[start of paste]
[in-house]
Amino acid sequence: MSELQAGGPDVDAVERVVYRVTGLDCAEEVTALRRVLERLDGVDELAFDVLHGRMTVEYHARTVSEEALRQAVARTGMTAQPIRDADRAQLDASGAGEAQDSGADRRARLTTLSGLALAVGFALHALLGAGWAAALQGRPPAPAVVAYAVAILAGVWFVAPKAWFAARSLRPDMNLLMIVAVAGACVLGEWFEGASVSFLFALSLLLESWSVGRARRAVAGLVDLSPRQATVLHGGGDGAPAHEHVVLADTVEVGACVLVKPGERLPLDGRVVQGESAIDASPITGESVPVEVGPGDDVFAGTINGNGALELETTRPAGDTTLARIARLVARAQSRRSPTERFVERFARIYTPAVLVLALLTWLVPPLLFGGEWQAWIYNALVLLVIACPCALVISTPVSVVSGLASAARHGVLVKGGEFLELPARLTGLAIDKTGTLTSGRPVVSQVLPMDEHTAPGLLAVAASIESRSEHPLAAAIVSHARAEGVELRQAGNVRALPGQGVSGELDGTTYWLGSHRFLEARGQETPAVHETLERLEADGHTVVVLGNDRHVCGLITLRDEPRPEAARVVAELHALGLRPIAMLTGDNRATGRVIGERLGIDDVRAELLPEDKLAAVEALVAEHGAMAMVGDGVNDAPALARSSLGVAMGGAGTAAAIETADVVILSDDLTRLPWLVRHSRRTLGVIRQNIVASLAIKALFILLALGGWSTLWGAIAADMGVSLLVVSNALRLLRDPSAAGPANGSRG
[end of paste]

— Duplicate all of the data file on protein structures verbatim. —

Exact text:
[in-house]
Amino acid sequence: MSELQAGGPDVDAVERVVYRVTGLDCAEEVTALRRVLERLDGVDELAFDVLHGRMTVEYHARTVSEEALRQAVARTGMTAQPIRDADRAQLDASGAGEAQDSGADRRARLTTLSGLALAVGFALHALLGAGWAAALQGRPPAPAVVAYAVAILAGVWFVAPKAWFAARSLRPDMNLLMIVAVAGACVLGEWFEGASVSFLFALSLLLESWSVGRARRAVAGLVDLSPRQATVLHGGGDGAPAHEHVVLADTVEVGACVLVKPGERLPLDGRVVQGESAIDASPITGESVPVEVGPGDDVFAGTINGNGALELETTRPAGDTTLARIARLVARAQSRRSPTERFVERFARIYTPAVLVLALLTWLVPPLLFGGEWQAWIYNALVLLVIACPCALVISTPVSVVSGLASAARHGVLVKGGEFLELPARLTGLAIDKTGTLTSGRPVVSQVLPMDEHTAPGLLAVAASIESRSEHPLAAAIVSHARAEGVELRQAGNVRALPGQGVSGELDGTTYWLGSHRFLEARGQETPAVHETLERLEADGHTVVVLGNDRHVCGLITLRDEPRPEAARVVAELHALGLRPIAMLTGDNRATGRVIGERLGIDDVRAELLPEDKLAAVEALVAEHGAMAMVGDGVNDAPALARSSLGVAMGGAGTAAAIETADVVILSDDLTRLPWLVRHSRRTLGVIRQNIVASLAIKALFILLALGGWSTLWGAIAADMGVSLLVVSNALRLLRDPSAAGPANGSRG